Kerri Hamos and Marianne Stolz, group facilitators
The Folk School in Fairbanks strives to bring students closer to the surrounding boreal forest through opportunities to learn more about their surroundings and utilize local materials in art and craft. We hope to promote stewardship of the environment by bringing students into the forest to deepen their connection to the land that shapes human interactions in Interior Alaska.
These prints were made by students who attended a two-part class. The first session was in the field, with a local scientist (see names below), and the second session was taught by woodcarver Marianne Stolz. Students carved wood cuts from pieces of local birch, then made prints based on their experiences in the field. The field portion on day one of the class inspired the carving and printmaking on day two. Combining science and art is a theme that Marianne has promoted for many years, and these classes were a continuation of her work as an educator. The patterns, colors, and seasonal changes that surround us provide an ever-changing source of inspiration for the visual arts.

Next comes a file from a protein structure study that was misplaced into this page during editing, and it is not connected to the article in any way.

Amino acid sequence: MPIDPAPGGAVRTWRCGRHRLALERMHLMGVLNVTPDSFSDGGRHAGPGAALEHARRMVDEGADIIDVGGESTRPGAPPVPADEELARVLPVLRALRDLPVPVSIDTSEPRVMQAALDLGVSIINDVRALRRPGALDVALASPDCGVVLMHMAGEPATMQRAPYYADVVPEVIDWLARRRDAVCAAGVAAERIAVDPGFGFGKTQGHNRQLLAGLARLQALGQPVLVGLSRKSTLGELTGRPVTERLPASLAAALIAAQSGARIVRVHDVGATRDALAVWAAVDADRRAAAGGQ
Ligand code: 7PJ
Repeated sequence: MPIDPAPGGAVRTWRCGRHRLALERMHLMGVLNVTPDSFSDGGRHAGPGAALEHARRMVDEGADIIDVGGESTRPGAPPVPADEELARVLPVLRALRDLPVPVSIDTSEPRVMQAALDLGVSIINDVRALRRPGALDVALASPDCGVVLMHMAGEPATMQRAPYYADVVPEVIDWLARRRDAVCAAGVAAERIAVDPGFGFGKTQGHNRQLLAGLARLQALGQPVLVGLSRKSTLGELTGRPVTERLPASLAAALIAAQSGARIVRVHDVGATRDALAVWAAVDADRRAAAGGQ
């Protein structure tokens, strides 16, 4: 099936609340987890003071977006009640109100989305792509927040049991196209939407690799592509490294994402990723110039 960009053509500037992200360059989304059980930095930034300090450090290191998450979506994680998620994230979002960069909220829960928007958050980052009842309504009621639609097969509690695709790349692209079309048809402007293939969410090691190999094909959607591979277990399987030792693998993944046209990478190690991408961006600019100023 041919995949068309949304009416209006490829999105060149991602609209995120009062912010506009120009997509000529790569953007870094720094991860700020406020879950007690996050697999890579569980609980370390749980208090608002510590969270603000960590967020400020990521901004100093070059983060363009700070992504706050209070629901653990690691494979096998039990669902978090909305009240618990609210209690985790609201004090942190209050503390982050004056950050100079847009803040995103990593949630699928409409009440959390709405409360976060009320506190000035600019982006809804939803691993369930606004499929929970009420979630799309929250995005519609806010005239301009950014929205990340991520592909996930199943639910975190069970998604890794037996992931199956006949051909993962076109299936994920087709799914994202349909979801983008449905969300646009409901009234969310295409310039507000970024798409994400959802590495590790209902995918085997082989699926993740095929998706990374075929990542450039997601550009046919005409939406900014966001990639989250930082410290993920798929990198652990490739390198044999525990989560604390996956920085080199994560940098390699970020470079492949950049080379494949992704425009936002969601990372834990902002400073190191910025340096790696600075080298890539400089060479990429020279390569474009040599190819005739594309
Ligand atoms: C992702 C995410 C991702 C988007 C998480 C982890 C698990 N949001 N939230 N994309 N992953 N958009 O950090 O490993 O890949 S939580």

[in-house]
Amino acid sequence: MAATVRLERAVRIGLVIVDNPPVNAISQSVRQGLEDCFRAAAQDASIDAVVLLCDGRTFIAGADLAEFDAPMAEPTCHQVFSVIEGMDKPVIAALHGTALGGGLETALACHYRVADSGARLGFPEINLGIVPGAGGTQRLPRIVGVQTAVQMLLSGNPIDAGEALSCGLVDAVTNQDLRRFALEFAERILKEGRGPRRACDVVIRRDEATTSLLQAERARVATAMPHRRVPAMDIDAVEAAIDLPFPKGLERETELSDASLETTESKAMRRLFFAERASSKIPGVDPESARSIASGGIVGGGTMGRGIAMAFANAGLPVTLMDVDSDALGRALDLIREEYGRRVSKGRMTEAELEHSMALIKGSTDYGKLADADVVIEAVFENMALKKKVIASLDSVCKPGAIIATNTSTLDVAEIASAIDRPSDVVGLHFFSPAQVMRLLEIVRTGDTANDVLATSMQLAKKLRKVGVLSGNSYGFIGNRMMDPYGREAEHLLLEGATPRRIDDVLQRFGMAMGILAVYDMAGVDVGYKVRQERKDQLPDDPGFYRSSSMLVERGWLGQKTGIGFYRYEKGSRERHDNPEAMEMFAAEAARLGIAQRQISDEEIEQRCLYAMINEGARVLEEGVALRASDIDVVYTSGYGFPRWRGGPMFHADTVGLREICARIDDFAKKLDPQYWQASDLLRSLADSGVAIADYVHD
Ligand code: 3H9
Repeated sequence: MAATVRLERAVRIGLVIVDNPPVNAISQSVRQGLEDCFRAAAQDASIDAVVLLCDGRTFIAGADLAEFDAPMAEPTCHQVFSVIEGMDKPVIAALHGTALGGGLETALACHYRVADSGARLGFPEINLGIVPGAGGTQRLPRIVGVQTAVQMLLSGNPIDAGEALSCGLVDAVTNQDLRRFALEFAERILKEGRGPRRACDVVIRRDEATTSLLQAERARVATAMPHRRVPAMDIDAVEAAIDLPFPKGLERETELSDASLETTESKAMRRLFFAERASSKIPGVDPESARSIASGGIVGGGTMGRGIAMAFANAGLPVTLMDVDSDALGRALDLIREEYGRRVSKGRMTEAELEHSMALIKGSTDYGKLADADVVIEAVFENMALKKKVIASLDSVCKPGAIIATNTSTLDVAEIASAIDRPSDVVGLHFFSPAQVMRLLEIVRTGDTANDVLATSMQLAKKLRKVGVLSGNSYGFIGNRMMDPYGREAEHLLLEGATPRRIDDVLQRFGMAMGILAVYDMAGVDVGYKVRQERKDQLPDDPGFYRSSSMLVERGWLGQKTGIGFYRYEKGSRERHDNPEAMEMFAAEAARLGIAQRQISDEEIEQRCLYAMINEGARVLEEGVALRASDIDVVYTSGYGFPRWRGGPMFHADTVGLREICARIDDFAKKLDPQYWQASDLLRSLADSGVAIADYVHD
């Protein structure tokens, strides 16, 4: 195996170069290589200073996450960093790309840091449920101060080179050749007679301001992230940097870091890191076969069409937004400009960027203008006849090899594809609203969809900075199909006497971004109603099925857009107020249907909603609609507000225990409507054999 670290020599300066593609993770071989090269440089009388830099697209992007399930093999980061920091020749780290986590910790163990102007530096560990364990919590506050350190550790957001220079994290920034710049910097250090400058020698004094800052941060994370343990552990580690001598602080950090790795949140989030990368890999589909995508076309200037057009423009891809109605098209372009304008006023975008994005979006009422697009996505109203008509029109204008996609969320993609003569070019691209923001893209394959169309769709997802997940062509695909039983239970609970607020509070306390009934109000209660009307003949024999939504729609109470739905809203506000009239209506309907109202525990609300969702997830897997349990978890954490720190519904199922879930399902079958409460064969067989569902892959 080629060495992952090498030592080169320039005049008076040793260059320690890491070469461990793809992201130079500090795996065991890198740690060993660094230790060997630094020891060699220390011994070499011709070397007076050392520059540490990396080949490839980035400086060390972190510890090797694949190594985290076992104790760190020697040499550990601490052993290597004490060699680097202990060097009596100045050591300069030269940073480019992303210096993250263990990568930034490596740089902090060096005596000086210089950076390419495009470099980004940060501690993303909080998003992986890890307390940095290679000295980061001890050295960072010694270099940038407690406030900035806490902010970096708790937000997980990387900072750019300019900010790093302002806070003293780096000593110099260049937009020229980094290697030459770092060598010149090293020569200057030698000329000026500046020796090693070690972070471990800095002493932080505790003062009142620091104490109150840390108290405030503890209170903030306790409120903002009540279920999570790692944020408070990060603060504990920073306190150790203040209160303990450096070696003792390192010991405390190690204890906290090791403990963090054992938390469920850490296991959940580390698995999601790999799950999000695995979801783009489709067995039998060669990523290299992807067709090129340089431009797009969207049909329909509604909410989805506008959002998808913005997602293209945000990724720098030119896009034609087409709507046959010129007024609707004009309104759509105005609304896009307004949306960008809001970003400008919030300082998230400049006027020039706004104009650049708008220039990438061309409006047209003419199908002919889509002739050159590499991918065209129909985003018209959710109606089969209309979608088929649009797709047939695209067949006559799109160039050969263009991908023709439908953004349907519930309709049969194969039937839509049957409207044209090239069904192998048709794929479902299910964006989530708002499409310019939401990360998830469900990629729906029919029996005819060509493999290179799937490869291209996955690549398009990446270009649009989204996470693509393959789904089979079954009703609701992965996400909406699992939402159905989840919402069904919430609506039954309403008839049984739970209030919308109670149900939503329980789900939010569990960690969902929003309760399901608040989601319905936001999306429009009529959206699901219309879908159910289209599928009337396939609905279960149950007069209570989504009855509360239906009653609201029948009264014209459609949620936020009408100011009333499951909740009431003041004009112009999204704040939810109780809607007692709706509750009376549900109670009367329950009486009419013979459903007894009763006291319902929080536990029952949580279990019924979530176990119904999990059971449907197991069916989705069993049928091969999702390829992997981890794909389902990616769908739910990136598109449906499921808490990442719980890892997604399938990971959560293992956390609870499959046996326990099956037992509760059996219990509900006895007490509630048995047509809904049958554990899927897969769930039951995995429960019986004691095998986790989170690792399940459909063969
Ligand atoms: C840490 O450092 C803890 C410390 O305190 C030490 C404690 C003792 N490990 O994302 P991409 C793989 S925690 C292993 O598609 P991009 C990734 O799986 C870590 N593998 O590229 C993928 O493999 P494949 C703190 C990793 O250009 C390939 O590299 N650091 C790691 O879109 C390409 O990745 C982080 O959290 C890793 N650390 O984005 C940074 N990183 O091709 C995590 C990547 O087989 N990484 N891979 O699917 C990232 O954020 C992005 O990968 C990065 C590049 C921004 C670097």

The Folk School hosted three classes in this Science and Art Series:
- Fungi with Christin Swearingen
- Snow Science with Anika Pinzner
- Birds with Carol McIntyre
Students included: Pamela Sattler, Melissa Davis, Pam Seiser, Jo Anne Bullard, Judith Morotti, Deborah Bennett, April Smurda, Megan Pittas, Lauren Attanas, Shannon Miller, Hannah Glesener, Kevin Cron, Krista Boone, Marin Kuizenga, Portia Buchanan, Deborah Ryan, Kelsey Aho, Kate Yeske, Jenny March, Alex Brede, Megan McGinty, Saeward Schillaci, and Gina LaBar.
The Folk School
The Folk School is a Fairbanks nonprofit organization, and our mission is to perpetuate the joy of hands-on learning. We offer year-round classes for all ages in a wide variety of disciplines, including woodworking and carving, wilderness and homesteading skills, fiber arts, music, food preparation and preservation, gardening, boat building, bark, bone, skin and antler work, basketry, printmaking, and more. As a folk school, we are part of a 200-year tradition of community, place-based learning. Most folk schools, including ours in Fairbanks, emphasize lifelong learning and seek to inspire and empower students through the process of learning new life skills.